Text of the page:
I understand the appeal. I really do. But you probably don't even need me to tell you that, for the most part, animals don't make noises for our entertainment. Right in the description of the video, the guy who filmed this refers to what you're hearing as a "defensive cry." Nothing cries out in defense when it's content. That this frog is repeatedly calling for help means someone is most likely prodding it in some way. That would explain why the camera starts moving once the frog stops making noises. Something has to be done to make it start squeaking again, and sticking a camera in its face did the trick the first time.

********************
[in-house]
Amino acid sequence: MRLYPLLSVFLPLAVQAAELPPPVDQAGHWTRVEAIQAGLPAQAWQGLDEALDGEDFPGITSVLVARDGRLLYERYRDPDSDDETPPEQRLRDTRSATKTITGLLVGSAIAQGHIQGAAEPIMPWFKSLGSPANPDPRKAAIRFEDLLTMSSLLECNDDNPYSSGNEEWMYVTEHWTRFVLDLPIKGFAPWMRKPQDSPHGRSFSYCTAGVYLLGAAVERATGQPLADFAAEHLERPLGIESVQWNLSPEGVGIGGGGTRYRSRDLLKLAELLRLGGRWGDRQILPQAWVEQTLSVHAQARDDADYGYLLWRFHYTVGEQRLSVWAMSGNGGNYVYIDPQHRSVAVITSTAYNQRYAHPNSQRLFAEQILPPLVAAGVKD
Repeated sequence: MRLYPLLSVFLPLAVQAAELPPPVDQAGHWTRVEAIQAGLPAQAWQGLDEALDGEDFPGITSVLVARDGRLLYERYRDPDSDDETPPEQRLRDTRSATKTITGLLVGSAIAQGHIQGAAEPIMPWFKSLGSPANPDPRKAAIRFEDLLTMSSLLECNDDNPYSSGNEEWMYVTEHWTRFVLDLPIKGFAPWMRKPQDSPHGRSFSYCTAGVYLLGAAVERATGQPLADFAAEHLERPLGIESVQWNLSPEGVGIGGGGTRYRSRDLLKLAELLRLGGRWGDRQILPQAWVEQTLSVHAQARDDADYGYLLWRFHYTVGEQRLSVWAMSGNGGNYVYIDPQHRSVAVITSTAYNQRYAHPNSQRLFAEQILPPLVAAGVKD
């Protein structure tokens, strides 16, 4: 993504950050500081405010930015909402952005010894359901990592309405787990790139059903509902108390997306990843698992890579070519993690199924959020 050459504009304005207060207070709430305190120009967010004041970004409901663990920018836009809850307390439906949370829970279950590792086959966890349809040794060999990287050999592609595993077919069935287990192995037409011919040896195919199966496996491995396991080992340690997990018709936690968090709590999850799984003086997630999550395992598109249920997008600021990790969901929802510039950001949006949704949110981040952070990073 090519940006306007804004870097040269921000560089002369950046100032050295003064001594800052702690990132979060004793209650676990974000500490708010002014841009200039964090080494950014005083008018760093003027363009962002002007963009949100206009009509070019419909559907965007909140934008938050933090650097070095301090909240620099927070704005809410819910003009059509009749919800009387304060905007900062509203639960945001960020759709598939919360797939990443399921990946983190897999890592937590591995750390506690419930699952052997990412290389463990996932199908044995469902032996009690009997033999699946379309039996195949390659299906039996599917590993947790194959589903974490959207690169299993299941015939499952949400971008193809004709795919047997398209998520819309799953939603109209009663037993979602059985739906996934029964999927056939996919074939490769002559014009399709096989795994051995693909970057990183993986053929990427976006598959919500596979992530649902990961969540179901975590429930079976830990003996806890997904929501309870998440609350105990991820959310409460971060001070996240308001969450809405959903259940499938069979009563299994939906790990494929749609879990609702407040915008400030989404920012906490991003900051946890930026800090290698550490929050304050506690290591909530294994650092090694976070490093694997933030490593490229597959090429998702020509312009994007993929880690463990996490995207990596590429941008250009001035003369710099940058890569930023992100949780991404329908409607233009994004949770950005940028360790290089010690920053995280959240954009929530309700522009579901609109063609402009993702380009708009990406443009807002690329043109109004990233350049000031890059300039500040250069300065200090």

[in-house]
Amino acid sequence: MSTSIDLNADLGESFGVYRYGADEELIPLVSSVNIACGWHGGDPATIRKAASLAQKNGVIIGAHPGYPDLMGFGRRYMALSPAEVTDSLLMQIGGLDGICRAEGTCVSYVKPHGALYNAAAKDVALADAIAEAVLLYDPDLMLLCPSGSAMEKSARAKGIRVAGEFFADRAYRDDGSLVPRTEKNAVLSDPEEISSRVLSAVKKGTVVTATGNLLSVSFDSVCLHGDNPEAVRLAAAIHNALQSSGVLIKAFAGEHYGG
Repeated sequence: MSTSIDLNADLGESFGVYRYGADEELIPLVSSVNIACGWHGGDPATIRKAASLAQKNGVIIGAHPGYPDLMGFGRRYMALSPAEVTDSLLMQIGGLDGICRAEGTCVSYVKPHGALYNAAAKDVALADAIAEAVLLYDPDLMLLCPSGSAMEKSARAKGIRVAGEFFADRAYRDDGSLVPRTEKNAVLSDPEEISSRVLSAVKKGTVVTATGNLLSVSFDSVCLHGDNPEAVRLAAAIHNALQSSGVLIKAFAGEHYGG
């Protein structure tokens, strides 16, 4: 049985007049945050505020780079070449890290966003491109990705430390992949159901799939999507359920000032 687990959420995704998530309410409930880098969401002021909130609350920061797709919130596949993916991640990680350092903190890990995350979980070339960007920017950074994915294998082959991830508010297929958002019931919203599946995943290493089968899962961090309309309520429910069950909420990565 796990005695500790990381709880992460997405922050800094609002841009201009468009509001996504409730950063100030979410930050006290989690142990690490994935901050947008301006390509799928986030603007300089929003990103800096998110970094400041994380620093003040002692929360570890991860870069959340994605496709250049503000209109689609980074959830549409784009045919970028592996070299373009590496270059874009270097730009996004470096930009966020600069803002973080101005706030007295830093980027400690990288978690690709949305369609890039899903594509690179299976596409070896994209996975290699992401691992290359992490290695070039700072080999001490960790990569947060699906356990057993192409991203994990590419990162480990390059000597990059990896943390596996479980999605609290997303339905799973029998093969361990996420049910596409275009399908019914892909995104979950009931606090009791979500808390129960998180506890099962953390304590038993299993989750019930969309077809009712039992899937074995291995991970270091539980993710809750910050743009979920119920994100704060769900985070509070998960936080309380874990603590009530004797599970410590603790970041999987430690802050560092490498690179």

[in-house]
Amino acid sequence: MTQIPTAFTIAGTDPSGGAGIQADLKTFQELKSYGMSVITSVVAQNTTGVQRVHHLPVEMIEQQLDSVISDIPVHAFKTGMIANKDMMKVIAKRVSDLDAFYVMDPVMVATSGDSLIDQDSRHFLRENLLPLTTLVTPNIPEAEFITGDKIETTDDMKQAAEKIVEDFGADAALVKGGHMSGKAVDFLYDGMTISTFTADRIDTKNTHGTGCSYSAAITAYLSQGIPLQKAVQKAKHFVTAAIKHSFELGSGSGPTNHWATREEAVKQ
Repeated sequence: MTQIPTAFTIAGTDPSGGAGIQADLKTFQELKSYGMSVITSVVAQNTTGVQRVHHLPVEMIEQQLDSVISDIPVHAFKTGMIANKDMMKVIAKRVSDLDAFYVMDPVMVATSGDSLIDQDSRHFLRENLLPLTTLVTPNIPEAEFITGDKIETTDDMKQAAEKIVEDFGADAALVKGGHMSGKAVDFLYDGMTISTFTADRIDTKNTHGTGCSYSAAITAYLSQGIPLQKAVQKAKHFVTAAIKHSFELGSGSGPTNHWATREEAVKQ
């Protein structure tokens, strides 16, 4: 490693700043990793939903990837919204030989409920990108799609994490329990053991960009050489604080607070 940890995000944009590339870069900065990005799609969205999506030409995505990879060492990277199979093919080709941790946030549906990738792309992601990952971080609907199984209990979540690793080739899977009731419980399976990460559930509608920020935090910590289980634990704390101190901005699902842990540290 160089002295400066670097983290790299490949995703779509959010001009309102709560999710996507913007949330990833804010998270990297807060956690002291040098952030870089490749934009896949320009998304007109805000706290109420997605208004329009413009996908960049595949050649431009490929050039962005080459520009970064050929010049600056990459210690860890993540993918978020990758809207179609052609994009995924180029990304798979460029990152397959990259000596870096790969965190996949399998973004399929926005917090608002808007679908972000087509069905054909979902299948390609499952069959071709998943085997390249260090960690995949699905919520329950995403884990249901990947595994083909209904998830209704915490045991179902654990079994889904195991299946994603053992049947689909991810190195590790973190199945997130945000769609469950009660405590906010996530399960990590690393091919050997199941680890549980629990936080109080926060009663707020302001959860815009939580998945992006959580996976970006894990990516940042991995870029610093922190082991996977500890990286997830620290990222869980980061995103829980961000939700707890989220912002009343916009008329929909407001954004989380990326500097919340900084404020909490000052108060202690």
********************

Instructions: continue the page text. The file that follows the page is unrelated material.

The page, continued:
"Dance, frog ... DANCE!"
It's also worth noting that this is a nocturnal animal that wants nothing more in life at that moment than to be burrowed 20 centimeters below ground and resting peacefully.
Still, it wouldn't be that big of a deal if it was a one-time thing, I guess. It's not. The man who filmed the video, Dean Boshoff, also cranked out a sequel a few months later.